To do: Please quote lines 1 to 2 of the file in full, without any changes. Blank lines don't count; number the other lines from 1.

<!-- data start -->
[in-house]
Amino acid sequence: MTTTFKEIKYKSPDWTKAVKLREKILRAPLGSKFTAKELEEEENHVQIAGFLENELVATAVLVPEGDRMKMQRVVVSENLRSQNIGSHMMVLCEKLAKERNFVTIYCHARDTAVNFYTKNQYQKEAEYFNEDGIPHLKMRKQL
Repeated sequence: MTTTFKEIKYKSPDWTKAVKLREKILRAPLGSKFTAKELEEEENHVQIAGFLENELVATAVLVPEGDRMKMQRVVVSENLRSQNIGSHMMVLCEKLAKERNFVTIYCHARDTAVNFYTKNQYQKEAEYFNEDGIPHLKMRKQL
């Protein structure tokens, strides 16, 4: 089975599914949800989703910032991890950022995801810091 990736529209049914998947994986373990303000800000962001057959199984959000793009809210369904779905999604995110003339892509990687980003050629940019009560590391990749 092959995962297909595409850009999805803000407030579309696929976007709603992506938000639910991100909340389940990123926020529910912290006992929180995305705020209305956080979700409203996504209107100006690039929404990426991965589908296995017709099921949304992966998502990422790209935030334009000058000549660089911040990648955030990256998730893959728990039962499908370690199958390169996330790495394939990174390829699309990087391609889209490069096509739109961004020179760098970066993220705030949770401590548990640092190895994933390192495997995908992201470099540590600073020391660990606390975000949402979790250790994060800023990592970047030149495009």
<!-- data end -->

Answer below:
[in-house]
Amino acid sequence: MTTTFKEIKYKSPDWTKAVKLREKILRAPLGSKFTAKELEEEENHVQIAGFLENELVATAVLVPEGDRMKMQRVVVSENLRSQNIGSHMMVLCEKLAKERNFVTIYCHARDTAVNFYTKNQYQKEAEYFNEDGIPHLKMRKQL